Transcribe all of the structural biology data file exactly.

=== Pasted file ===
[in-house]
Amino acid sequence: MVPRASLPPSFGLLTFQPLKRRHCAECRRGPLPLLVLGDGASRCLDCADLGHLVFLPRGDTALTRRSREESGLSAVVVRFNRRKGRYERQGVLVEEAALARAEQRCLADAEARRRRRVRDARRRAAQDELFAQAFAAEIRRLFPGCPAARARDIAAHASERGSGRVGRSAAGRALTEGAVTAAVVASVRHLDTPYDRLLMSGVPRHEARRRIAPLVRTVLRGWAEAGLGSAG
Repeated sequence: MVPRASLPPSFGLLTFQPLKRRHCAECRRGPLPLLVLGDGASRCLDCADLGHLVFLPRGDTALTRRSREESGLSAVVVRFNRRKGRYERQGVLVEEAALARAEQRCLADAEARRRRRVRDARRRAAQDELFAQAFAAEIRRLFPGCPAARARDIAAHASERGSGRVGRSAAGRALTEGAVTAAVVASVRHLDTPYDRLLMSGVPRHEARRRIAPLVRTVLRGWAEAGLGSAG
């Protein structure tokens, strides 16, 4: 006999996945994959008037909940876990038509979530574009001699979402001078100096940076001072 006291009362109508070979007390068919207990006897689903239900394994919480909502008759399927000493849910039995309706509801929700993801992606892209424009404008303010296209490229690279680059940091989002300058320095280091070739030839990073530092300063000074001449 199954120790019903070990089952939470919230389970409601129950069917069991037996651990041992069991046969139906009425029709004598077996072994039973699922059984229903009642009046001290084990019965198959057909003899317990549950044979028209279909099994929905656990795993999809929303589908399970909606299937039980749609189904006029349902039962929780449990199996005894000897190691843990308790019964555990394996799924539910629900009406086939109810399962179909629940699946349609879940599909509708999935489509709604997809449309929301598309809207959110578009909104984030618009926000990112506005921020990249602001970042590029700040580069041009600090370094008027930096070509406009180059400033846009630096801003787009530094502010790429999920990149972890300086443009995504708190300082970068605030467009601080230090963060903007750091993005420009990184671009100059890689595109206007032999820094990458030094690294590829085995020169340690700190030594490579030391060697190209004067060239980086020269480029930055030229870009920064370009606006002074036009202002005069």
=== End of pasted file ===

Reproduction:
[in-house]
Amino acid sequence: MVPRASLPPSFGLLTFQPLKRRHCAECRRGPLPLLVLGDGASRCLDCADLGHLVFLPRGDTALTRRSREESGLSAVVVRFNRRKGRYERQGVLVEEAALARAEQRCLADAEARRRRRVRDARRRAAQDELFAQAFAAEIRRLFPGCPAARARDIAAHASERGSGRVGRSAAGRALTEGAVTAAVVASVRHLDTPYDRLLMSGVPRHEARRRIAPLVRTVLRGWAEAGLGSAG
Repeated sequence: MVPRASLPPSFGLLTFQPLKRRHCAECRRGPLPLLVLGDGASRCLDCADLGHLVFLPRGDTALTRRSREESGLSAVVVRFNRRKGRYERQGVLVEEAALARAEQRCLADAEARRRRRVRDARRRAAQDELFAQAFAAEIRRLFPGCPAARARDIAAHASERGSGRVGRSAAGRALTEGAVTAAVVASVRHLDTPYDRLLMSGVPRHEARRRIAPLVRTVLRGWAEAGLGSAG
């Protein structure tokens, strides 16, 4: 006999996945994959008037909940876990038509979530574009001699979402001078100096940076001072 006291009362109508070979007390068919207990006897689903239900394994919480909502008759399927000493849910039995309706509801929700993801992606892209424009404008303010296209490229690279680059940091989002300058320095280091070739030839990073530092300063000074001449 199954120790019903070990089952939470919230389970409601129950069917069991037996651990041992069991046969139906009425029709004598077996072994039973699922059984229903009642009046001290084990019965198959057909003899317990549950044979028209279909099994929905656990795993999809929303589908399970909606299937039980749609189904006029349902039962929780449990199996005894000897190691843990308790019964555990394996799924539910629900009406086939109810399962179909629940699946349609879940599909509708999935489509709604997809449309929301598309809207959110578009909104984030618009926000990112506005921020990249602001970042590029700040580069041009600090370094008027930096070509406009180059400033846009630096801003787009530094502010790429999920990149972890300086443009995504708190300082970068605030467009601080230090963060903007750091993005420009990184671009100059890689595109206007032999820094990458030094690294590829085995020169340690700190030594490579030391060697190209004067060239980086020269480029930055030229870009920064370009606006002074036009202002005069």